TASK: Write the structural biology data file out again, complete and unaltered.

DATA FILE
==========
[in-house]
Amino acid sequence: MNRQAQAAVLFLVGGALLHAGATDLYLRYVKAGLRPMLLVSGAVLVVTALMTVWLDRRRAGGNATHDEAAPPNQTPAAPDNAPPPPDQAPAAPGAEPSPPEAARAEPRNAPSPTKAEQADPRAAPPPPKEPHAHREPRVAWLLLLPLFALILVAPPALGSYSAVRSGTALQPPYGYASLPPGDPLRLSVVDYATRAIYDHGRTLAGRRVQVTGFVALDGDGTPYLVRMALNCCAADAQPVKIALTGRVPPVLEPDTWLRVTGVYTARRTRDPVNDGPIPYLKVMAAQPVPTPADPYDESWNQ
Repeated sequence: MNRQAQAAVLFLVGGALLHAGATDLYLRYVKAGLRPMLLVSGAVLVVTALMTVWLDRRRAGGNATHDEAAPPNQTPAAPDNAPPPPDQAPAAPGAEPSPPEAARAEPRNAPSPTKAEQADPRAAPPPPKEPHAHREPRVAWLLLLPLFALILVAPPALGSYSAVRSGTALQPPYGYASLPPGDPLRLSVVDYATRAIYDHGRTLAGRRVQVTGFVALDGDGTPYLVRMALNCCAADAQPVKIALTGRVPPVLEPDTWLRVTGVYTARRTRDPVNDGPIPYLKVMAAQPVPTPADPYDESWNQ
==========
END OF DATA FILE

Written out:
[in-house]
Amino acid sequence: MNRQAQAAVLFLVGGALLHAGATDLYLRYVKAGLRPMLLVSGAVLVVTALMTVWLDRRRAGGNATHDEAAPPNQTPAAPDNAPPPPDQAPAAPGAEPSPPEAARAEPRNAPSPTKAEQADPRAAPPPPKEPHAHREPRVAWLLLLPLFALILVAPPALGSYSAVRSGTALQPPYGYASLPPGDPLRLSVVDYATRAIYDHGRTLAGRRVQVTGFVALDGDGTPYLVRMALNCCAADAQPVKIALTGRVPPVLEPDTWLRVTGVYTARRTRDPVNDGPIPYLKVMAAQPVPTPADPYDESWNQ
Repeated sequence: MNRQAQAAVLFLVGGALLHAGATDLYLRYVKAGLRPMLLVSGAVLVVTALMTVWLDRRRAGGNATHDEAAPPNQTPAAPDNAPPPPDQAPAAPGAEPSPPEAARAEPRNAPSPTKAEQADPRAAPPPPKEPHAHREPRVAWLLLLPLFALILVAPPALGSYSAVRSGTALQPPYGYASLPPGDPLRLSVVDYATRAIYDHGRTLAGRRVQVTGFVALDGDGTPYLVRMALNCCAADAQPVKIALTGRVPPVLEPDTWLRVTGVYTARRTRDPVNDGPIPYLKVMAAQPVPTPADPYDESWNQ